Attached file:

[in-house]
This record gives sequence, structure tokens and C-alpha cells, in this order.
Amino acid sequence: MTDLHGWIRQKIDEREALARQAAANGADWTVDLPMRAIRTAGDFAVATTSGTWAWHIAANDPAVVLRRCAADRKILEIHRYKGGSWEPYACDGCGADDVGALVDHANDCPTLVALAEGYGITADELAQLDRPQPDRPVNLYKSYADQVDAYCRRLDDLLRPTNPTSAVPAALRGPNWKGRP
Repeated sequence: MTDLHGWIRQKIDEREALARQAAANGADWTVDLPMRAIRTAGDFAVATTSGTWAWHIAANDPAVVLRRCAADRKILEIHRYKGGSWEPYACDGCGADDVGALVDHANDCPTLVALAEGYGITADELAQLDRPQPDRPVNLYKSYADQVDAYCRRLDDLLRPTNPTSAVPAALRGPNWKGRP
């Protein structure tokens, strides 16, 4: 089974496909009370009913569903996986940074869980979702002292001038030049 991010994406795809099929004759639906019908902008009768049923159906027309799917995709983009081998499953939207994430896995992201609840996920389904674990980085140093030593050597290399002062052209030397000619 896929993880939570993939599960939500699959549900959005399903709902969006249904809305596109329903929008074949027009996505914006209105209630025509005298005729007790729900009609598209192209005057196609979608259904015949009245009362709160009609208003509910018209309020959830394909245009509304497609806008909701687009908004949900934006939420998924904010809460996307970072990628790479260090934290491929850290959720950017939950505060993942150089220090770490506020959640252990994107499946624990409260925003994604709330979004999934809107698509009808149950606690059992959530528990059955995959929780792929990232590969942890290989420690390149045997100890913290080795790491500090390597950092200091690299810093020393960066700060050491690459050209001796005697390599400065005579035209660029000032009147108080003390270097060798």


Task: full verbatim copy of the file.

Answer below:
[in-house]
This record gives sequence, structure tokens and C-alpha cells, in this order.
Amino acid sequence: MTDLHGWIRQKIDEREALARQAAANGADWTVDLPMRAIRTAGDFAVATTSGTWAWHIAANDPAVVLRRCAADRKILEIHRYKGGSWEPYACDGCGADDVGALVDHANDCPTLVALAEGYGITADELAQLDRPQPDRPVNLYKSYADQVDAYCRRLDDLLRPTNPTSAVPAALRGPNWKGRP
Repeated sequence: MTDLHGWIRQKIDEREALARQAAANGADWTVDLPMRAIRTAGDFAVATTSGTWAWHIAANDPAVVLRRCAADRKILEIHRYKGGSWEPYACDGCGADDVGALVDHANDCPTLVALAEGYGITADELAQLDRPQPDRPVNLYKSYADQVDAYCRRLDDLLRPTNPTSAVPAALRGPNWKGRP
């Protein structure tokens, strides 16, 4: 089974496909009370009913569903996986940074869980979702002292001038030049 991010994406795809099929004759639906019908902008009768049923159906027309799917995709983009081998499953939207994430896995992201609840996920389904674990980085140093030593050597290399002062052209030397000619 896929993880939570993939599960939500699959549900959005399903709902969006249904809305596109329903929008074949027009996505914006209105209630025509005298005729007790729900009609598209192209005057196609979608259904015949009245009362709160009609208003509910018209309020959830394909245009509304497609806008909701687009908004949900934006939420998924904010809460996307970072990628790479260090934290491929850290959720950017939950505060993942150089220090770490506020959640252990994107499946624990409260925003994604709330979004999934809107698509009808149950606690059992959530528990059955995959929780792929990232590969942890290989420690390149045997100890913290080795790491500090390597950092200091690299810093020393960066700060050491690459050209001796005697390599400065005579035209660029000032009147108080003390270097060798």